It wasn't always easy for Jordan Mein. He wasn't always filled with so much confidence that he could look at the white board in his room with UFC welterweight champion Georges St-Pierre's name on it, and tell himself that it would one day soon be crossed off. He didn't instinctively know he was bound for the UFC, even if he was always meant for fighting.
Mein was the kid who was enrolled in karate before kindergarten, the one who was watching fighting when his friends watched cartoons, the one who trailed training partners to events before he was ever old enough to shave.
While his first fight -- at age 16 against fellow Canadian phenom Rory MacDonald -- has already passed into MMA lore, it wasn't really his first rodeo. That came a few years early, in 2001, to be precise, when he had his first real competitive kickboxing match. At the age of 11.
It was at a local bar called "The Roadhouse," in an event promoted by his father, Lee Mein. Jordan and his opponent were the only other kids on the show, and he weighed in at 70 pounds. Yes, they had an official weigh-in for the pint-sized scrappers, and Mein went on to win the three-round fight by decision.
"The crowd was going crazy," he told MMA Fighting. "It was pretty entertaining, and I've been hooked ever since."
Has he ever. Mein couldn't even wait until he was an adult to start his pro career, so shortly after turning 16, he was on his way. But this is where the uncertainty comes in. He lost his first fight. A few months later, he lost again. About one year after beginning his career, he was just 4-4. Sure, he was fighting some grown men during that time, but defeat is never easy to swallow.
"Yeah, I did have self-doubt," he said. "I've never really been hung up on wins and losses though. It's more the experiences. I knew some losses could get in the way or put me down. What I'm trying to strive for is to be the best. Taking losses and fighting back-to-back like I have my entire career, it's not about that. It's about overcoming what’s in front of you, and sometimes it’s taking a fight on short notice."
In those early days, Mein's goal was to pile up practical knowledge that would help him in the long run. That's how now, at age 23, he can already have 35 professional fights under his belt.
In his mind, it's also why he is performing at such a high level. Mein has won nine of his last 10 fights, and in his UFC debut last month, became the first man to finish durable veteran Dan Miller. That victory didn't come without some adversity. Early in the fight, Miller caught him in an armbar that was tight, but that's where Mein's many years of competition paid off. He didn't panic, executing a textbook escape before turning the momentum for good.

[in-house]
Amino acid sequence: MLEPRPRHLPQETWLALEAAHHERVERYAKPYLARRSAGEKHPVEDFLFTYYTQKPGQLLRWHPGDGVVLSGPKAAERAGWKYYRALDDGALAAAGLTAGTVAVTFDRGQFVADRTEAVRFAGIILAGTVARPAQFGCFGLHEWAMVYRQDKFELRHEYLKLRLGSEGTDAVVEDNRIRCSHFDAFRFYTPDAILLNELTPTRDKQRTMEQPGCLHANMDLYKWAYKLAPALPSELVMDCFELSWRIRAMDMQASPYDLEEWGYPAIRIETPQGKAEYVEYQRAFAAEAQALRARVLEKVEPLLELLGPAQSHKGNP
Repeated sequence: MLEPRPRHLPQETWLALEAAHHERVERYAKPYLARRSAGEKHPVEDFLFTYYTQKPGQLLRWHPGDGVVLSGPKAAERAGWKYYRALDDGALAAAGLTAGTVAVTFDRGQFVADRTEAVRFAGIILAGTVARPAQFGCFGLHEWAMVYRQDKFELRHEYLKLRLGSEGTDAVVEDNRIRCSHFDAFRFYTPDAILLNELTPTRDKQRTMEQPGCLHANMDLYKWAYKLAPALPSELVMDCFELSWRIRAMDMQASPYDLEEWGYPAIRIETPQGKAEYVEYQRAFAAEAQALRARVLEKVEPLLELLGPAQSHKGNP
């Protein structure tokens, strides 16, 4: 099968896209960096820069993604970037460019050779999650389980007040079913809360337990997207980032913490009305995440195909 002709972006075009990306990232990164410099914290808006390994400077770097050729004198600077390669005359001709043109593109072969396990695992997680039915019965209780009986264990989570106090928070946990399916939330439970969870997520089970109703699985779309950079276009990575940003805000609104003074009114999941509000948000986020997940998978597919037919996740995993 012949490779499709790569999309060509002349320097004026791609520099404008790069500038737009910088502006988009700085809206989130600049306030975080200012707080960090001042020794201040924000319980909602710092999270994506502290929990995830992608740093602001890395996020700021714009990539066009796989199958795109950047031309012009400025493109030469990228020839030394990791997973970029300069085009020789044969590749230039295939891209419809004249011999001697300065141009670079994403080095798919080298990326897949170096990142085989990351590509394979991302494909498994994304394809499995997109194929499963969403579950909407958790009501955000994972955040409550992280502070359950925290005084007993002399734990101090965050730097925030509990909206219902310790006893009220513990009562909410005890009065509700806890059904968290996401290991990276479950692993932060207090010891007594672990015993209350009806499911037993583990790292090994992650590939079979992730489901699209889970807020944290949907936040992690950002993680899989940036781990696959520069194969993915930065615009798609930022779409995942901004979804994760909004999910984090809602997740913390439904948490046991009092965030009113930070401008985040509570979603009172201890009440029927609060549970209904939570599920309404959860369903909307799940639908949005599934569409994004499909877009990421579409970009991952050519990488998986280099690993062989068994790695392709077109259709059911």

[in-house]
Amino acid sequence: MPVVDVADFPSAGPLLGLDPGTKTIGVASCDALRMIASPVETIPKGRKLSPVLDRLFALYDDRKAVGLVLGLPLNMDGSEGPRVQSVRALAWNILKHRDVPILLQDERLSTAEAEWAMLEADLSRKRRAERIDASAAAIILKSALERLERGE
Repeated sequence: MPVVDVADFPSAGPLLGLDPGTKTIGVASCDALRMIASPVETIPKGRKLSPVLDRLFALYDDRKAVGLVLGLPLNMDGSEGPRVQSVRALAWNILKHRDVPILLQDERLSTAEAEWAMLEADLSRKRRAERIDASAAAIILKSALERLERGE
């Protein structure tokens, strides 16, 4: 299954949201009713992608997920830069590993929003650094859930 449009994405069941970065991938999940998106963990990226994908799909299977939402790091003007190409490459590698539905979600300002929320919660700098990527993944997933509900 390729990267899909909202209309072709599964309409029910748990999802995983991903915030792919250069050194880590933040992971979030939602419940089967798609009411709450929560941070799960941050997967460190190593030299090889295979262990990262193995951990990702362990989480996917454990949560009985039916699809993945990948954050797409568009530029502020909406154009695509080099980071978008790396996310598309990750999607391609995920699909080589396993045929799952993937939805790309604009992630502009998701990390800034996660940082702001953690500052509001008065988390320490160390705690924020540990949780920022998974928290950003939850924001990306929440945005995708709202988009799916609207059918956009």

"Fighting and training and mental focus add up," he said. "The experience of fighting and traveling different places to train, it adds up eventually. It gets better as you go along. "That’s how it works for me anyway. I'm a little more comfortable with everything surrounding the sport."
When a spot opened up opposite Matt Brown on the UFC on FOX 7 main card, Mein was the UFC's first call. Given his past activity levels, the quick turnaround time -- five weeks from his UFC 158 win -- didn't dissuade him.
"I’ve done it before," he said. "My outlook’s always been if I’m healthy, I’m ready to go. I think being brought up in the sport like this is a big advantage."
Amazingly, despite all that activity, Mein has never gotten burned out on the sport. While the training is a grind, Mein says he often reminds himself how lucky he is to be doing something he loves.
There is a belief out there that MMA is a sport with a short shelf-life, at least when it comes to elite-level status. With almost a decade already behind him, Mein might be a good test case to watch in the future. Mein is aware of the opinion, but says it's not something he spends much time focusing on.
"It enters my mind because I do get asked about it, so it's not something I completely ignore. But I don't dwell on it," he said. "I don't think, 'Oh, I've only got until I'm 30 to get all my fights in. I'm just trying to act on what my career is, training every day. I go more on how I feel. As long as I’m healthy, I feel like I can train and fight. As long as I take care of myself, I think I'll have a long and successful career."
A win over Brown in a national showcase on FOX would be another key step on the way to achieving his goals.
The UFC welterweight division is loaded, a class full of sharks. Beyond St-Pierre, there is Johny Hendricks, Jake Ellenberger, Carlos Condit, Demian Maia, and Mein's old rival MacDonald, just to name a few.
For now, Mein is on the outside of the top 10, looking in. He sees those names daily on that white board in his room. He thinks about the challenges he might face from them. Right now, Brown stands in the way, in between the hard work that started from the time Mein was a toddler and what he believes is his ultimate destiny.
"Every fight I go into, I'm trying to make a statement," he said. "I know I can be the best in the organization. That's what I'm there to prove. I don't know when time-wise, but I definitely see myself at the top and fighting the very top guy in the division. I definitely see myself there."